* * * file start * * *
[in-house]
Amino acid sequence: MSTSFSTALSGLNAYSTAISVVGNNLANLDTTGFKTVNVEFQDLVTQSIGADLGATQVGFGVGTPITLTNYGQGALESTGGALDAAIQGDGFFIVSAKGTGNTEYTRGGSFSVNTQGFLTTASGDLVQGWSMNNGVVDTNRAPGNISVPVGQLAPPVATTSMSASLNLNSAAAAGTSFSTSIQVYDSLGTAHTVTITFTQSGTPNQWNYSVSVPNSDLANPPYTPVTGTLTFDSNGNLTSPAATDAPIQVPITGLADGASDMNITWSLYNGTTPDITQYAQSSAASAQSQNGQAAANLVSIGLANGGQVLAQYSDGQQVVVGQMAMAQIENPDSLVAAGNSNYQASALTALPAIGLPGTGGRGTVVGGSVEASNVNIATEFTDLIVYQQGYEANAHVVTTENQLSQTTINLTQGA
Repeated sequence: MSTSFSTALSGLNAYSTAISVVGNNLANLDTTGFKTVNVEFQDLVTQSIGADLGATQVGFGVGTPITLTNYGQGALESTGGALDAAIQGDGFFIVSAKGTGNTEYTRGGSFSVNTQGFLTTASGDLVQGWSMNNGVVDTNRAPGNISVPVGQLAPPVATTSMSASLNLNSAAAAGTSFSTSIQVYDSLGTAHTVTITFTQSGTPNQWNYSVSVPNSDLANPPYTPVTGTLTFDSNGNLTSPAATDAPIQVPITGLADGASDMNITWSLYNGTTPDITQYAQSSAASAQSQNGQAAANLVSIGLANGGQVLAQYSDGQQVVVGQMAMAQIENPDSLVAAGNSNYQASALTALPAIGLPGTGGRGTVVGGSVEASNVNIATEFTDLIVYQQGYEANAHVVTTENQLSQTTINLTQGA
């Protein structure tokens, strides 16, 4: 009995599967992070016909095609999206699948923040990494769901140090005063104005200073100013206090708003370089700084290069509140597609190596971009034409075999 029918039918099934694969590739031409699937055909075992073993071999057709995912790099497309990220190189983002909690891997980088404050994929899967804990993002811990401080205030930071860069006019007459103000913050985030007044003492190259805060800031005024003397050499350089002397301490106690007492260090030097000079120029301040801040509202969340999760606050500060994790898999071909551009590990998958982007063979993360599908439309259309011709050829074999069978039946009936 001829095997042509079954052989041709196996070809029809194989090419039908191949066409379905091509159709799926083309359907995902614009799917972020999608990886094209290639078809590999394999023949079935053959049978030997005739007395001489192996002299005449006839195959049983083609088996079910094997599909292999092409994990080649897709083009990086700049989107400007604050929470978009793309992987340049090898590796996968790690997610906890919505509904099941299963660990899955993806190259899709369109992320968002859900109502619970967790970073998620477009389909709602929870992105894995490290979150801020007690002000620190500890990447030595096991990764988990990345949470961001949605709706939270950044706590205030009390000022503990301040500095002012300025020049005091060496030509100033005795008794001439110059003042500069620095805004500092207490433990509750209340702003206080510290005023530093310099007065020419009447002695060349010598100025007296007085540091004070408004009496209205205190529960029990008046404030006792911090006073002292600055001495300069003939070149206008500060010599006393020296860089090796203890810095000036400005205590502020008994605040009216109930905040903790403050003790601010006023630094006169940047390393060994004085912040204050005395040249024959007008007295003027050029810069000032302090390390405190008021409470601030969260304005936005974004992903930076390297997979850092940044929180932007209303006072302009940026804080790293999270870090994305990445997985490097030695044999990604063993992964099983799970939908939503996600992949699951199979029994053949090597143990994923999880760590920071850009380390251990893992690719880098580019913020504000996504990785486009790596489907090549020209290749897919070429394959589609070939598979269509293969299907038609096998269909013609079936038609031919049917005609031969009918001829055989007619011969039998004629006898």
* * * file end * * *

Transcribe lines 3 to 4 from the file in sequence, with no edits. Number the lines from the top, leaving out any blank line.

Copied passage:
Repeated sequence: MSTSFSTALSGLNAYSTAISVVGNNLANLDTTGFKTVNVEFQDLVTQSIGADLGATQVGFGVGTPITLTNYGQGALESTGGALDAAIQGDGFFIVSAKGTGNTEYTRGGSFSVNTQGFLTTASGDLVQGWSMNNGVVDTNRAPGNISVPVGQLAPPVATTSMSASLNLNSAAAAGTSFSTSIQVYDSLGTAHTVTITFTQSGTPNQWNYSVSVPNSDLANPPYTPVTGTLTFDSNGNLTSPAATDAPIQVPITGLADGASDMNITWSLYNGTTPDITQYAQSSAASAQSQNGQAAANLVSIGLANGGQVLAQYSDGQQVVVGQMAMAQIENPDSLVAAGNSNYQASALTALPAIGLPGTGGRGTVVGGSVEASNVNIATEFTDLIVYQQGYEANAHVVTTENQLSQTTINLTQGA
């Protein structure tokens, strides 16, 4: 009995599967992070016909095609999206699948923040990494769901140090005063104005200073100013206090708003370089700084290069509140597609190596971009034409075999 029918039918099934694969590739031409699937055909075992073993071999057709995912790099497309990220190189983002909690891997980088404050994929899967804990993002811990401080205030930071860069006019007459103000913050985030007044003492190259805060800031005024003397050499350089002397301490106690007492260090030097000079120029301040801040509202969340999760606050500060994790898999071909551009590990998958982007063979993360599908439309259309011709050829074999069978039946009936 001829095997042509079954052989041709196996070809029809194989090419039908191949066409379905091509159709799926083309359907995902614009799917972020999608990886094209290639078809590999394999023949079935053959049978030997005739007395001489192996002299005449006839195959049983083609088996079910094997599909292999092409994990080649897709083009990086700049989107400007604050929470978009793309992987340049090898590796996968790690997610906890919505509904099941299963660990899955993806190259899709369109992320968002859900109502619970967790970073998620477009389909709602929870992105894995490290979150801020007690002000620190500890990447030595096991990764988990990345949470961001949605709706939270950044706590205030009390000022503990301040500095002012300025020049005091060496030509100033005795008794001439110059003042500069620095805004500092207490433990509750209340702003206080510290005023530093310099007065020419009447002695060349010598100025007296007085540091004070408004009496209205205190529960029990008046404030006792911090006073002292600055001495300069003939070149206008500060010599006393020296860089090796203890810095000036400005205590502020008994605040009216109930905040903790403050003790601010006023630094006169940047390393060994004085912040204050005395040249024959007008007295003027050029810069000032302090390390405190008021409470601030969260304005936005974004992903930076390297997979850092940044929180932007209303006072302009940026804080790293999270870090994305990445997985490097030695044999990604063993992964099983799970939908939503996600992949699951199979029994053949090597143990994923999880760590920071850009380390251990893992690719880098580019913020504000996504990785486009790596489907090549020209290749897919070429394959589609070939598979269509293969299907038609096998269909013609079936038609031919049917005609031969009918001829055989007619011969039998004629006898």